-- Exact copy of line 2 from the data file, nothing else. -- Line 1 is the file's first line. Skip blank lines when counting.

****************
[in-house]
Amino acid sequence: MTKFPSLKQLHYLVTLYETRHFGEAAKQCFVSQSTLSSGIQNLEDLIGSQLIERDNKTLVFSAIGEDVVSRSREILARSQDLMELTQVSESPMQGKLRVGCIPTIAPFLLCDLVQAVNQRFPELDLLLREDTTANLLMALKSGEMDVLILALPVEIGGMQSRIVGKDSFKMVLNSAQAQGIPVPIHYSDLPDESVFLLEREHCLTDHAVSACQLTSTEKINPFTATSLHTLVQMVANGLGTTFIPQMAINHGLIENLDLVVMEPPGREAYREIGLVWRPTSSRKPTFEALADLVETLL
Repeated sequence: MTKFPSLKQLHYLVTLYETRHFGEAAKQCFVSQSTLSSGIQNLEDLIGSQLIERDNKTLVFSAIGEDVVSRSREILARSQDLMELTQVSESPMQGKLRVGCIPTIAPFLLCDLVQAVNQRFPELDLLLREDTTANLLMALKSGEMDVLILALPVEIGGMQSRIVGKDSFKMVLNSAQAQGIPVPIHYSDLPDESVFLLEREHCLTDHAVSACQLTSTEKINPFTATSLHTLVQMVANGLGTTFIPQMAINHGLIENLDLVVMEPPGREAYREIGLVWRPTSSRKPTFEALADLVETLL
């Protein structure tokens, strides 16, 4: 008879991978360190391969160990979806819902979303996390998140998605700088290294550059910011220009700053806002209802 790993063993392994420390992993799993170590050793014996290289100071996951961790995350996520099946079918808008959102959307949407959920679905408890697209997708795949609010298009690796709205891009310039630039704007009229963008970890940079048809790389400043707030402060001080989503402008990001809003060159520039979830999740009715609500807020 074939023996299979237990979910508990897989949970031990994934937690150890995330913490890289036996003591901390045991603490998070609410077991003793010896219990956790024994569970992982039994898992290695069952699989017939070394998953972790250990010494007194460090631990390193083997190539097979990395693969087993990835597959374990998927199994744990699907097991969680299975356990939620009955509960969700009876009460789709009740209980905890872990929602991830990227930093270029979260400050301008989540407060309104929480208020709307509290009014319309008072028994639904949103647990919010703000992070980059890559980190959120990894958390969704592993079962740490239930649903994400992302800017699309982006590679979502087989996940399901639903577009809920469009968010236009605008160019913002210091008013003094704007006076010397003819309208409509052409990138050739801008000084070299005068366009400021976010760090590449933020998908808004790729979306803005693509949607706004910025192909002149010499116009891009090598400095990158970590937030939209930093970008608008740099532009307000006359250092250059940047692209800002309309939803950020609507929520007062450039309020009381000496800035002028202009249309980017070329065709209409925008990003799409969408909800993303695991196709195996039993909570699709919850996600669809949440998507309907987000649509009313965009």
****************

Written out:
Amino acid sequence: MTKFPSLKQLHYLVTLYETRHFGEAAKQCFVSQSTLSSGIQNLEDLIGSQLIERDNKTLVFSAIGEDVVSRSREILARSQDLMELTQVSESPMQGKLRVGCIPTIAPFLLCDLVQAVNQRFPELDLLLREDTTANLLMALKSGEMDVLILALPVEIGGMQSRIVGKDSFKMVLNSAQAQGIPVPIHYSDLPDESVFLLEREHCLTDHAVSACQLTSTEKINPFTATSLHTLVQMVANGLGTTFIPQMAINHGLIENLDLVVMEPPGREAYREIGLVWRPTSSRKPTFEALADLVETLL